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2017 NBA Playoffs: What Have We Learned So Far?

By Rahul Lal

The NBA Playoffs finished up the first round on Sunday, with the Utah Jazz holding off the Los Angeles Clippers to advance. It gave us plenty of memorable moments, including a battle of MVP candidates, gritty performances from the San Antonio Spurs, Cleveland Cavaliers and Toronto Raptors and a sign of things to come from the Milwaukee Bucks. In one round (and one second-round game that saw the Boston Celtics hold off the Washington Wizards at home) we've learned plenty about the advancing teams. Here's what we know going forward.


(1) Boston Celtics - When Al Horford Plays Well, The Celtics Play Well

It's no secret that the Boston Celtics are all heart; this team plays some of its best basketball when their backs are up against the wall. They play their best basketball when big man Al Horford is on his game. Horford is a triple-double threat most nights and showed it against Chicago's low-post defenders. The Celtics wound up winning four games in a row to close out the series and are back to looking like a top overall seed. Against the Wizards, Horford has to open the game up from the high post, which will free up Boston's other weapons for uncontested jumpers. Oh yeah, that Isaiah Thomas guy is really good also.

(2) Cleveland Cavaliers - Postseason LeBron Is Still The Scariest Player In The Game

LeBron James is now 32 years-old and seems to be aging like fine wine. Despite averaging just under 44 minutes a game in round one, the king found ways to win yet another series and look dominant as ever against Paul George, a great perimeter defender. In the first round, he averaged 32.8 points, nine assists, just under 10 rebounds with three steals and two blocks per game. Even with a subpar series from Kevin Love, the Cavs looked just as much of a one seed as they did last season. They should get past the Raptors without much extra effort.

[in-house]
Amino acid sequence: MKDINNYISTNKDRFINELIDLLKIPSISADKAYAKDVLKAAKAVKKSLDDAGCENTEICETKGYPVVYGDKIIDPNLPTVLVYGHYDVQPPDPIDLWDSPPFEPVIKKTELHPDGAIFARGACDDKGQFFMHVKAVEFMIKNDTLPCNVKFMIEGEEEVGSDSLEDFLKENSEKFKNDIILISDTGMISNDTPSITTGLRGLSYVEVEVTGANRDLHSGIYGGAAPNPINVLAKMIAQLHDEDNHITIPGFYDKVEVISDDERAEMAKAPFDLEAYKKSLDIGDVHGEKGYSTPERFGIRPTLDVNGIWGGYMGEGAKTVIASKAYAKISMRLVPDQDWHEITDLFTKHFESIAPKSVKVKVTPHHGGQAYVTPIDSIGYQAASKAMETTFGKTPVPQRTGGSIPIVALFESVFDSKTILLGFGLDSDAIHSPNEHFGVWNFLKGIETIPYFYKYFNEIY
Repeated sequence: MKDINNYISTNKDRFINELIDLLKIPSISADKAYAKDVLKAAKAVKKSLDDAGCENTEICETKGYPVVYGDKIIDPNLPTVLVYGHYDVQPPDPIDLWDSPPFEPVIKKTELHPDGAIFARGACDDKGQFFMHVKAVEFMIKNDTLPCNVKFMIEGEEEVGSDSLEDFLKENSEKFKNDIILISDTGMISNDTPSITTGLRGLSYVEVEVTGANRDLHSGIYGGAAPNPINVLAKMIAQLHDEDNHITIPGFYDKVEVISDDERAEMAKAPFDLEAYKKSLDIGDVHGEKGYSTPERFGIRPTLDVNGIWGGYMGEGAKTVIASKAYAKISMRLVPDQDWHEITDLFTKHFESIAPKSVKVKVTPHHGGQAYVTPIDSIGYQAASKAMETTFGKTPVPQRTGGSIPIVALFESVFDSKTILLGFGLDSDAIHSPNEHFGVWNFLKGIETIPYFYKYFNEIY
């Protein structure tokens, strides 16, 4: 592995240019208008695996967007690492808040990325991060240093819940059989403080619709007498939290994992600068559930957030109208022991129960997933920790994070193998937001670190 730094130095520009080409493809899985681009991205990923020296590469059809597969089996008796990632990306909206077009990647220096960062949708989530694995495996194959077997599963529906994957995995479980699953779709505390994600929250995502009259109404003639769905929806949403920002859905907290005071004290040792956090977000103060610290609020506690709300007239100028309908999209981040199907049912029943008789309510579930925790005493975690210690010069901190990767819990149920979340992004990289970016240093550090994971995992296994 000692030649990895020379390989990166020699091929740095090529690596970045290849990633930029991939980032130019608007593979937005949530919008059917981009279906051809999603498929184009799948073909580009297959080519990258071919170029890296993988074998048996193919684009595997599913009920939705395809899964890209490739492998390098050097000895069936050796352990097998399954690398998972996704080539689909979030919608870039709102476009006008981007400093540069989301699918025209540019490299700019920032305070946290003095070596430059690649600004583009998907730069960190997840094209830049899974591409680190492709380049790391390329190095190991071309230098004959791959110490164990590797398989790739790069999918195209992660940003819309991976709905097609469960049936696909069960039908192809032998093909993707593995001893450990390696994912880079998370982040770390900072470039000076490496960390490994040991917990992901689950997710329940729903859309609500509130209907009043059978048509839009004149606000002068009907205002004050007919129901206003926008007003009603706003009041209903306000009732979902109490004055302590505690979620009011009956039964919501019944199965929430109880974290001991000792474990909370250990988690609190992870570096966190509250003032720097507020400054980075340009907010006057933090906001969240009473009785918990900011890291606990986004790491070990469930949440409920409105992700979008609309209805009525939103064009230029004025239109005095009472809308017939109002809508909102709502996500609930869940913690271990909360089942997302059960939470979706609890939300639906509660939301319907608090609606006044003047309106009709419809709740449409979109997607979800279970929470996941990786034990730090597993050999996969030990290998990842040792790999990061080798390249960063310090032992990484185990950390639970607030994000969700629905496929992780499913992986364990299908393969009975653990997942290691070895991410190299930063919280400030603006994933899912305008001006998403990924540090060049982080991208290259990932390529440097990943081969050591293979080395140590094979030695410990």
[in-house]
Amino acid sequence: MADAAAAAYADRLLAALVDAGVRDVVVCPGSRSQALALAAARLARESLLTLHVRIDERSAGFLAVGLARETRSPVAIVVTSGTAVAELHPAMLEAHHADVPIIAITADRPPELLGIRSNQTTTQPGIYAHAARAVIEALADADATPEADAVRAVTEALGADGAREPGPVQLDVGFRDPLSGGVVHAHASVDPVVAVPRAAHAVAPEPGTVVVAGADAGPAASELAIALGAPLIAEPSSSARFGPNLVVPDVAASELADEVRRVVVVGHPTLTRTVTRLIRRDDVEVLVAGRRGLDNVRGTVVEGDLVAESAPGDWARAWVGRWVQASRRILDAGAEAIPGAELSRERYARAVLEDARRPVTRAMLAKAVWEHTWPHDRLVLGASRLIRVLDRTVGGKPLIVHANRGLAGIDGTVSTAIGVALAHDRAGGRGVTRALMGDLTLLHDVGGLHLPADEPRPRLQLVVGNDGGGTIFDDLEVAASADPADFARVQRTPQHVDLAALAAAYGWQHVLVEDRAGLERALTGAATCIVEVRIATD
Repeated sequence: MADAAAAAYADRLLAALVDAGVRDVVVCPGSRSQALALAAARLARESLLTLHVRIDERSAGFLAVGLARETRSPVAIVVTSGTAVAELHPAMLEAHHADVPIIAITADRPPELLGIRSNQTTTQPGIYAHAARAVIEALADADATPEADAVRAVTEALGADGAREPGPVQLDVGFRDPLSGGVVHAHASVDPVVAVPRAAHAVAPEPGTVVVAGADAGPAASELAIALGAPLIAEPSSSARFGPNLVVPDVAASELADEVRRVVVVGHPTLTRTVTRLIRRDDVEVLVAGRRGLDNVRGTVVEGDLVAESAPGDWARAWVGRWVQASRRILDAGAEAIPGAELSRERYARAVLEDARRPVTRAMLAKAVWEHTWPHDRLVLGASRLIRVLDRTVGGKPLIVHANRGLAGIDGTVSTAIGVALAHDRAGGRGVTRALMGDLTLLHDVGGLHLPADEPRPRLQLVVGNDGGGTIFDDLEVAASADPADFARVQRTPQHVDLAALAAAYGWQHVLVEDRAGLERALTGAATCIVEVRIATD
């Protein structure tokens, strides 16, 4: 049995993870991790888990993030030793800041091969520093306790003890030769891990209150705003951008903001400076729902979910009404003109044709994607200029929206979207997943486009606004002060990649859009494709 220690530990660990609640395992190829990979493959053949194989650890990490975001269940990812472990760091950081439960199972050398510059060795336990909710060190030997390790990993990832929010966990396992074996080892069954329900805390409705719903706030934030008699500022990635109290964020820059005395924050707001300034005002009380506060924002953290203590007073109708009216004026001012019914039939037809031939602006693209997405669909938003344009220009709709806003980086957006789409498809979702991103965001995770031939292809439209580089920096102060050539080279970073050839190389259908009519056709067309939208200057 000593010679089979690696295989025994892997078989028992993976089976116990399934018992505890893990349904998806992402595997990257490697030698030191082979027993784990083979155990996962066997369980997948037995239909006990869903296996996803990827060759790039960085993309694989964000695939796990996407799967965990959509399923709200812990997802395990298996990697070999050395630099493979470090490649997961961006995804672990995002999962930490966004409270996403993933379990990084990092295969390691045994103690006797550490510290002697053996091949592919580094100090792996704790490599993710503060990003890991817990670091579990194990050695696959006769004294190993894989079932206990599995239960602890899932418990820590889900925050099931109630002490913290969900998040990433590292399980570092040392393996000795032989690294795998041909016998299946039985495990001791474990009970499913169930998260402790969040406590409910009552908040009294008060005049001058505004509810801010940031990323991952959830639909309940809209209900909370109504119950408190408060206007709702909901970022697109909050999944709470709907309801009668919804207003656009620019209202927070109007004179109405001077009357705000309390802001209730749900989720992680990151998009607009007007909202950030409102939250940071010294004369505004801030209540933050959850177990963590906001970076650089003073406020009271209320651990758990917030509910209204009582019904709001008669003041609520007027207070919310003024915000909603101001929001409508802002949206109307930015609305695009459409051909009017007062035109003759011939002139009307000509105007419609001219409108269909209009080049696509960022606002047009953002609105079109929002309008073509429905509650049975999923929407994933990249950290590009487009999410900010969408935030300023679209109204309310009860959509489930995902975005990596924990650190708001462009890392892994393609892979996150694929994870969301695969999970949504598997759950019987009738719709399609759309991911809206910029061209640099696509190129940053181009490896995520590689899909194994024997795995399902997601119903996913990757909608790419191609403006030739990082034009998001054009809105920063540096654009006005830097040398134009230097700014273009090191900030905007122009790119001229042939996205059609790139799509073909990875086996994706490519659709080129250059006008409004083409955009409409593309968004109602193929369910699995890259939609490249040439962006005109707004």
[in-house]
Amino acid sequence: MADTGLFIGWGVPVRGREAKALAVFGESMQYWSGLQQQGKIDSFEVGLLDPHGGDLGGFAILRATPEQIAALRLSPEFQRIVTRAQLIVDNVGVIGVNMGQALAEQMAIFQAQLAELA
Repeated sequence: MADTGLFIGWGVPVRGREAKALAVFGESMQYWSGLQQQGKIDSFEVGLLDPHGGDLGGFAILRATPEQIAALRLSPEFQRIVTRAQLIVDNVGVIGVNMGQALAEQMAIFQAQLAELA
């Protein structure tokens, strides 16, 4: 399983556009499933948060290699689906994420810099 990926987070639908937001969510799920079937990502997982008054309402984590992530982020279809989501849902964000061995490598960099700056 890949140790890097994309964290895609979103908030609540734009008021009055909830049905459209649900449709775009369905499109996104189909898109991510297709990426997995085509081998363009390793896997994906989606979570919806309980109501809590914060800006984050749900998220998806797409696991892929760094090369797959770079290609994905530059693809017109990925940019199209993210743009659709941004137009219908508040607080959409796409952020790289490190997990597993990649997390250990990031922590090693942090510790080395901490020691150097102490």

(3) Toronto Raptors - Consistency And P.J. Tucker Are Their X-Factors

The Raptors are a good team -- there's no questioning this. To pose a real threat to the Cavaliers, the Raptors' stars must play well every game. Outside of one dismal game, DeMar DeRozan played like the star he is, even against Milwaukee's length. The problem was Kyle Lowry's inconsistency; he only scored 20 points once and topped five assists only once as well. In fact, Lowry's 5:2 turnover ratio really hurt the team and needs to improve against the Cavaliers, who will not be as forgiving as the young Bucks. While Ibaka may be their best midseason acquisition, P.J. Tucker has to be deployed against LeBron just as he was against the Greek Freak Giannis Antetokounmpo. Tucker's toughness will be critical in limiting the Cavs' offense.

(4) Washington Wizards - Washington Still Doesn't Have A Bench

The good news is the Wizards' starters looked great and played with the firepower it takes to upset some teams in the playoffs. The bad news is their bench only averaged 24 points per game against the Hawks, while the team averaged over 106 points a game. In fact, Washington had two double-digit scorers off the bench in only one game all series. Teams must have bench depth to be dangerous late in the postseason. Despite the starers playing so well, they have to sit occasionally. The Wizards' second unit can't hold a lead and can barely hold their own. They could be the team's downfall.